Sustainability and Climate Change
Panel formed with individual proposals.
A broad transnational movement is using litigation to challenge political inaction on climate issues. This trend is accompanied with a “humanization“ of political ecology: the use of human rights to defend environmental considerations. Judiciarization and humanization, combined, raise a series of questions in terms of separation of powers. First, my contribution explains the different sides of the criticisms that consider that the climate dispute would sound the death knell of separation of powers. Second, it intends to demonstrate, from an analytical theory perspective, that this type of argument is based on a nostalgic, fantasized “separatist“ conception of separation of powers. Third, my contribution clarifies the requirements actually postulated by the separation of powers, with regard to the aims pursued by his (instrumental) theory, to identify the conditions under which a judge can deal with climate cases while respecting the distribution of functions in a democratic state.
Considering the recent happening happening in the global community the need to reappraise the effectiveness of public law becomes very important. Increase in violence among nations, agitation of self determination and emergency of violent non state actors all suggest that things are going wrong. Taking into cognisance, that sustainable development is a major focus of all stake holder, this paper seeks to examine, where public law scholarship may have deviated and seek a redirection so as to regain lost grounds. The paper approaches the discuss from a sociolegal prism and situates scholarship of public law as a tool to assist this much needed renavigation. It employs a doctrinal approach to analyse existing scholarship and prefer direction for a more sustainable approach.
This paper addresses the developments in constitutional reasoning and adjudication that can be identified in cases involving climate change. The complexity and polycentricity of climate change daunt judges and forces them to develop novel interpretations of constitutional doctrines. To address this issue, the paper draws on the recent Neubauer case to explore the distinctive legal questions posed by climate change in constitutional adjudication. This research builds on a doctrinal analysis of the judgment to explore the potential developments in constitutional adjudication that may take place in other jurisdictions in similar cases of climate litigation, as well as the difficulties judges face to accommodate the disruptive features of climate change in their legal reasoning. The proposal is an invitation to constitutional scholars to evolve our legal thinking in light of climate change, as a way to sharpen our understanding of constitutional law and its role in modern societies.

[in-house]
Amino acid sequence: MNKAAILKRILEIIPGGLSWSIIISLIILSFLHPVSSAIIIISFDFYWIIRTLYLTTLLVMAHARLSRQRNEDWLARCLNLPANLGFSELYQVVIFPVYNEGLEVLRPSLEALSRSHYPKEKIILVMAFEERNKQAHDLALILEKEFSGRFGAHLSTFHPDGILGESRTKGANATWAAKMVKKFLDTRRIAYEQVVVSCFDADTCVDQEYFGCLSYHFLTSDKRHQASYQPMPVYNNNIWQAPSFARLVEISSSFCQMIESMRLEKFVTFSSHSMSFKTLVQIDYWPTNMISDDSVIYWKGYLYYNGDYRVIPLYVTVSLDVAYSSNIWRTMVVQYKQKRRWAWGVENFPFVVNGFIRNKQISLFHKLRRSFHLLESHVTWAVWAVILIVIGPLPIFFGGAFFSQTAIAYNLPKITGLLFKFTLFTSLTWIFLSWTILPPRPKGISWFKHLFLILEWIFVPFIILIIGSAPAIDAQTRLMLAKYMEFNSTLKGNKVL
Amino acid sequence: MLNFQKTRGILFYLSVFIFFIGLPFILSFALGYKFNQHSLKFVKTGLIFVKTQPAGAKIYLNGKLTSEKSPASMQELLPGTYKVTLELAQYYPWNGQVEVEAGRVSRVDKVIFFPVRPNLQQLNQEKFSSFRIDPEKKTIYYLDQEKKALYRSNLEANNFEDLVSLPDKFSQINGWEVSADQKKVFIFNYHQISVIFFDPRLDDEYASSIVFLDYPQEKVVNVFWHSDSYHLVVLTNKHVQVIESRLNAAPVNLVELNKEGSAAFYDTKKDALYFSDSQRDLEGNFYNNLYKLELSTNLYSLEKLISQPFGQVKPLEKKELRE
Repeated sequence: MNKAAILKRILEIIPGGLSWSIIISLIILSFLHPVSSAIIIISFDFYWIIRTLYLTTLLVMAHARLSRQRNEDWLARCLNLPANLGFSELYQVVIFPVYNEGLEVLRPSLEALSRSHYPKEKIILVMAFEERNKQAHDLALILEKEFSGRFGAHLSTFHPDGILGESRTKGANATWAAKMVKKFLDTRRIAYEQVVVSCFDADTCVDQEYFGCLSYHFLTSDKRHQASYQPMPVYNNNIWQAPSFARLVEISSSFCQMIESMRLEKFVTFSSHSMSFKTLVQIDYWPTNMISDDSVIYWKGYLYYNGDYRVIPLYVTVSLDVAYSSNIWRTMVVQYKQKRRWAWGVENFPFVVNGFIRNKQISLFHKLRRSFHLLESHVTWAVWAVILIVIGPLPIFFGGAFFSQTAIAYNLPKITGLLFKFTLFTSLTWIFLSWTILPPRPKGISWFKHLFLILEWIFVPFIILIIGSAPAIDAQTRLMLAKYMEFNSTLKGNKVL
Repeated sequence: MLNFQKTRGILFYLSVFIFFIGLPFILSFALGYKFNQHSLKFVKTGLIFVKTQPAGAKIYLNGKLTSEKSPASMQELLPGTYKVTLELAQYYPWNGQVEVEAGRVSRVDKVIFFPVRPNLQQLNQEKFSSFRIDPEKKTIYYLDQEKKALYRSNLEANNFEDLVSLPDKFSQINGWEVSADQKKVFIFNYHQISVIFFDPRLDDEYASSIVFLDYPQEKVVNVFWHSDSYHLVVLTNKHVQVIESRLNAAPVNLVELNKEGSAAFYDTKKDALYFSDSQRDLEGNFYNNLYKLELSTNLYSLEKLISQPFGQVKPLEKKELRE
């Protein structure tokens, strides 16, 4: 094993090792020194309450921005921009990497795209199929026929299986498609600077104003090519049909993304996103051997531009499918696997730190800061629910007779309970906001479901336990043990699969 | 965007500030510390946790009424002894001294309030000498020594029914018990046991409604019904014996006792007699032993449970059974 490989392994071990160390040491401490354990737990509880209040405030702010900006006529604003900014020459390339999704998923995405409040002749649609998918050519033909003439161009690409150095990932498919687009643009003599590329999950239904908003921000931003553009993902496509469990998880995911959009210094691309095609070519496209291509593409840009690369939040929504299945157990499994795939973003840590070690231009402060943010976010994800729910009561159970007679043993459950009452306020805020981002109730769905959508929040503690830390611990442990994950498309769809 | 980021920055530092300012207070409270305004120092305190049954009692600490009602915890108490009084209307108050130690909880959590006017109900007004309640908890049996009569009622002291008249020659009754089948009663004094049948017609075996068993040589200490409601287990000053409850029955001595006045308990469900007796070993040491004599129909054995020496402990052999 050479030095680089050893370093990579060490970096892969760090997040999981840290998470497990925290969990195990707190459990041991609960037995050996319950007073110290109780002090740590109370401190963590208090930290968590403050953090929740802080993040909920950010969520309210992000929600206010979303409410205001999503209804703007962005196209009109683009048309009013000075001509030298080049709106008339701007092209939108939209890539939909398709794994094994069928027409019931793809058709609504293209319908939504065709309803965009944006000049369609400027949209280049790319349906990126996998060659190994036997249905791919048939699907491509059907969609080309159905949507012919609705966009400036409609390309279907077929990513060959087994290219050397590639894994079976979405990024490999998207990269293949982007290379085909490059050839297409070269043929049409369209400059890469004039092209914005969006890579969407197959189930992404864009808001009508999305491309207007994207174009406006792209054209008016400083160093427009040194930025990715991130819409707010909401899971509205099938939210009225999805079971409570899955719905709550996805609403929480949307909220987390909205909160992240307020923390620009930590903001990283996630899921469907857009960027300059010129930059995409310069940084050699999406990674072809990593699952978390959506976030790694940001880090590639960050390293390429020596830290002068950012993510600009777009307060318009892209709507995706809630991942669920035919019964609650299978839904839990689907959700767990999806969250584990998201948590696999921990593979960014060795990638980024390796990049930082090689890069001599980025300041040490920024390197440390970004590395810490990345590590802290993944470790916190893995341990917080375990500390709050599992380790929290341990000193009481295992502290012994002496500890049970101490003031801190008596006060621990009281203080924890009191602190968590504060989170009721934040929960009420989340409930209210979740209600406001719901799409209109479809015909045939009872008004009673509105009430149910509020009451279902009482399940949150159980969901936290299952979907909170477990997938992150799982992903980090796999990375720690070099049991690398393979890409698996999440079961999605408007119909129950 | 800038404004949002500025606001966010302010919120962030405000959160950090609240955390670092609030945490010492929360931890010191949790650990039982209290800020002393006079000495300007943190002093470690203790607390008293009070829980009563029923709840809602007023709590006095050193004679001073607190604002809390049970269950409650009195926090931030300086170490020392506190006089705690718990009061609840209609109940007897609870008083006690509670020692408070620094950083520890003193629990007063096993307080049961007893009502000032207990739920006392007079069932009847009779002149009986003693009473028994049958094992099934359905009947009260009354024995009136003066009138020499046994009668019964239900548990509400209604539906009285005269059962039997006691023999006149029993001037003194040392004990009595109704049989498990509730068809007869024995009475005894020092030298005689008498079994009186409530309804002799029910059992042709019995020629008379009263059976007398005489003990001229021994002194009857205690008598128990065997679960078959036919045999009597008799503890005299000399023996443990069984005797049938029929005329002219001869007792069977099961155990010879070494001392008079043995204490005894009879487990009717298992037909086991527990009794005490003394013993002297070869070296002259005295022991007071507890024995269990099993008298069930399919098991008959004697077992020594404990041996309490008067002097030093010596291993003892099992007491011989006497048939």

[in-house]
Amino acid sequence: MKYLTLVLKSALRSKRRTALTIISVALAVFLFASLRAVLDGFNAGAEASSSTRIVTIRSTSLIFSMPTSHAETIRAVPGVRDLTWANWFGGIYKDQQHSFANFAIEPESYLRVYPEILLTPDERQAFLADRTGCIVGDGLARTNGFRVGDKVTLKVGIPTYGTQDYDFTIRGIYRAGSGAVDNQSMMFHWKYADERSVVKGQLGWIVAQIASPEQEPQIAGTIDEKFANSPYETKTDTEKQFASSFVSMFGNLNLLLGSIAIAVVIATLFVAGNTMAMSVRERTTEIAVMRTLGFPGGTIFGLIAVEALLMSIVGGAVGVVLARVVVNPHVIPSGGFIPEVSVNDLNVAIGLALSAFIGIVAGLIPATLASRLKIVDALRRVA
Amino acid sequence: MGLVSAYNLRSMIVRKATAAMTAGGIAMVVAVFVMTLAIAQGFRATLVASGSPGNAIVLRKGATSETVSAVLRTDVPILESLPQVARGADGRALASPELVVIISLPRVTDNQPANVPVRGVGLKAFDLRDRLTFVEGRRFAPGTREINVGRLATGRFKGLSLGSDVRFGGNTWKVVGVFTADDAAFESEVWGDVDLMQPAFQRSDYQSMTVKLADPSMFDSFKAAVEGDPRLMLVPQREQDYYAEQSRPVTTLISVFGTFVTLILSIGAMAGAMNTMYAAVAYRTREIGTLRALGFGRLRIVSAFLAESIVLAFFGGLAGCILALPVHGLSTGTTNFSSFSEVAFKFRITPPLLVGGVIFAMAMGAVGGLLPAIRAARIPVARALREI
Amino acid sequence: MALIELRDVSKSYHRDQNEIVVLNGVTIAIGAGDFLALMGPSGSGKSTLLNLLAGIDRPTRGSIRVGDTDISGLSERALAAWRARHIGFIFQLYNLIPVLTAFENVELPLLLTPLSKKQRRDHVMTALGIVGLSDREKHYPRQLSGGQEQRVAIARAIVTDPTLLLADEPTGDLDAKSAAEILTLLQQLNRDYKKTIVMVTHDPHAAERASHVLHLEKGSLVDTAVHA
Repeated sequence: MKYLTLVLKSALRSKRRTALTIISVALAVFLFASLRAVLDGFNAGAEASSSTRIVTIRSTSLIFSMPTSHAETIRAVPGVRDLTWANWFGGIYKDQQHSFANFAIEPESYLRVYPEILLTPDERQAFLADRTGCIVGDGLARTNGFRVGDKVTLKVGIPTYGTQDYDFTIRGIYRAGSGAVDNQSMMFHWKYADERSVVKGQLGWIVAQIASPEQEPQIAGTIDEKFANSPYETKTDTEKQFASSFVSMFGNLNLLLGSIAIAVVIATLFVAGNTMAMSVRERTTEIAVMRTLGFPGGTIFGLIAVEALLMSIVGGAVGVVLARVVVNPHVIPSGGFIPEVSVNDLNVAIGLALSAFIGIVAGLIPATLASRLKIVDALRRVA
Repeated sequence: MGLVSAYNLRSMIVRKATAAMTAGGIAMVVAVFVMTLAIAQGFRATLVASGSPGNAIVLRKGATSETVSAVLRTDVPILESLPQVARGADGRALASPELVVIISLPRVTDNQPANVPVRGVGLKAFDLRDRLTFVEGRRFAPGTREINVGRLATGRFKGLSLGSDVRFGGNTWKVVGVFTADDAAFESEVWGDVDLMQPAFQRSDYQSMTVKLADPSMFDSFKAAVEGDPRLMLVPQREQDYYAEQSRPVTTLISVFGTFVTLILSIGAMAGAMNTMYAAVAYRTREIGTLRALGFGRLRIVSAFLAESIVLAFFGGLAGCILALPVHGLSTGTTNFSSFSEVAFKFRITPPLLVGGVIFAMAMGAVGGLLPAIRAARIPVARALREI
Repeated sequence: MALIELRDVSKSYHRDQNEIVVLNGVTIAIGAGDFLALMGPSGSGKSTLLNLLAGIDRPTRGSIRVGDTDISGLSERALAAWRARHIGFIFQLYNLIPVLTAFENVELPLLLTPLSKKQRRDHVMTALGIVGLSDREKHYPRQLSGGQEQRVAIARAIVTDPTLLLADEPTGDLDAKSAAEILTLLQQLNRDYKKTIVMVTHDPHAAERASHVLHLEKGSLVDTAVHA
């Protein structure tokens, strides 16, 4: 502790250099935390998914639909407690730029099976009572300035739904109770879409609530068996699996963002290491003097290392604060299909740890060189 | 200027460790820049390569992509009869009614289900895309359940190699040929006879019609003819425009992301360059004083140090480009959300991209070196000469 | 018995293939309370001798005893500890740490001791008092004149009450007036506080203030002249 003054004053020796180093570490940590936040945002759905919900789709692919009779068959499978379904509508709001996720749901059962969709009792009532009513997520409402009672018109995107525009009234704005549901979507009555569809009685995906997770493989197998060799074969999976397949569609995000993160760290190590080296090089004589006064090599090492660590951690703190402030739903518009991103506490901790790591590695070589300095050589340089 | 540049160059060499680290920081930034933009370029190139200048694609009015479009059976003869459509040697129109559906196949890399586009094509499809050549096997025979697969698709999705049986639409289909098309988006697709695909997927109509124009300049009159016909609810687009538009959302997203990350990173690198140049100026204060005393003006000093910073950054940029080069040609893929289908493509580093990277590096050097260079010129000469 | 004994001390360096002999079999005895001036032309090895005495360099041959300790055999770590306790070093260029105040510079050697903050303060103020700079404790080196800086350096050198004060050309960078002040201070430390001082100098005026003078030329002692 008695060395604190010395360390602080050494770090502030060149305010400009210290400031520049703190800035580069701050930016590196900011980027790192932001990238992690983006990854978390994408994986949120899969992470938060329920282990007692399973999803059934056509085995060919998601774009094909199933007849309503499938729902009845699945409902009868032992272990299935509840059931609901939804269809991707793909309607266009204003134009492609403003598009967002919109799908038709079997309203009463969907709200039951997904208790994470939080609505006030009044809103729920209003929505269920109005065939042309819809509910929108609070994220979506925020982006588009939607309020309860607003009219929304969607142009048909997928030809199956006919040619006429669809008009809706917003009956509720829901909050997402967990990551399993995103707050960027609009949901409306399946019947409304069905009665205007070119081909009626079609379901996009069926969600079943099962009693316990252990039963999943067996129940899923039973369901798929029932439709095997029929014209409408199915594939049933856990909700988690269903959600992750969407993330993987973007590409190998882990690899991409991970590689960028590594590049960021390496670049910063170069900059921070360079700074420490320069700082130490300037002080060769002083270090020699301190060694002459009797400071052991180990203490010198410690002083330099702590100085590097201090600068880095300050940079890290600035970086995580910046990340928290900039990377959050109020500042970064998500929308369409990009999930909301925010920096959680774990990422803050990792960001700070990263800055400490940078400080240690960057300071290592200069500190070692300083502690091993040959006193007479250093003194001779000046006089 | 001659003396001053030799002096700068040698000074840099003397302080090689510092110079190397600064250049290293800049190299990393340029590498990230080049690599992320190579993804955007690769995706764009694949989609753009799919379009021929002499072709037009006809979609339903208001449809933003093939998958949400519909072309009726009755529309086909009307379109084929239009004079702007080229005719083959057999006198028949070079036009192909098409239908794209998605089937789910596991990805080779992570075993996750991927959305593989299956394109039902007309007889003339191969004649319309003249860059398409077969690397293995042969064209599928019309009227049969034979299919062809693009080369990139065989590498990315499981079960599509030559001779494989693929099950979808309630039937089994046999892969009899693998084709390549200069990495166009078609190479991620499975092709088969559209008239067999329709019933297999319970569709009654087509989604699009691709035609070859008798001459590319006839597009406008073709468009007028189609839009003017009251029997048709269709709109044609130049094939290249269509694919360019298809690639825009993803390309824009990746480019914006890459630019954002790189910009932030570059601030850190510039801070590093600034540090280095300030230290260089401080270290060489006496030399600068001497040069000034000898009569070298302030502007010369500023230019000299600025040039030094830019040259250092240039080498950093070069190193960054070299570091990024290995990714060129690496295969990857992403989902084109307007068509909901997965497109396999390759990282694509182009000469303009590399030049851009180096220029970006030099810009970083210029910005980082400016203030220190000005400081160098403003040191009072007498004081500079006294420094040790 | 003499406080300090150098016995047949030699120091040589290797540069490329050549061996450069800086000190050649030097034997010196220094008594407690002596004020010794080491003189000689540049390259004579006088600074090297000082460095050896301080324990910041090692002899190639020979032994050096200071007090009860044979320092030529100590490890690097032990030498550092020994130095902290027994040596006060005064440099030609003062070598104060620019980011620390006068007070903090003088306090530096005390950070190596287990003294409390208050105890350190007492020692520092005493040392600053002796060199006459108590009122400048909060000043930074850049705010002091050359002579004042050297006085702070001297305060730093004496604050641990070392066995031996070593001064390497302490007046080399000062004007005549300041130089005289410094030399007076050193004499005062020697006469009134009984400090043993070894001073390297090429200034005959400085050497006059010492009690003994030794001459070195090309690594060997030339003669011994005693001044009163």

The Common heritage of mankind designates certain spaces and their resources as belonging to mankind, the objective being to protect them from monopolization or the claim of sovereignty on the part of States and from any private appropriation. This concerns in particular the Moon and the bed of the High Seas. This notion implies a desire for transmission to future generations and advocates a mode of governance articulated around common principles and based on the interest of mankind. However, the current and future challenges represented by these spaces and their resources are colossal and are attracting ever greater interests, whether by certains States or companies, while the Common heritage of mankind is weakened by blurred outlines and limited range. Can the Common heritage of mankind, which aims to defend supranational interests, those of mankind, resist the logics of sovereignty and privatization that threatens these spaces and these resources ?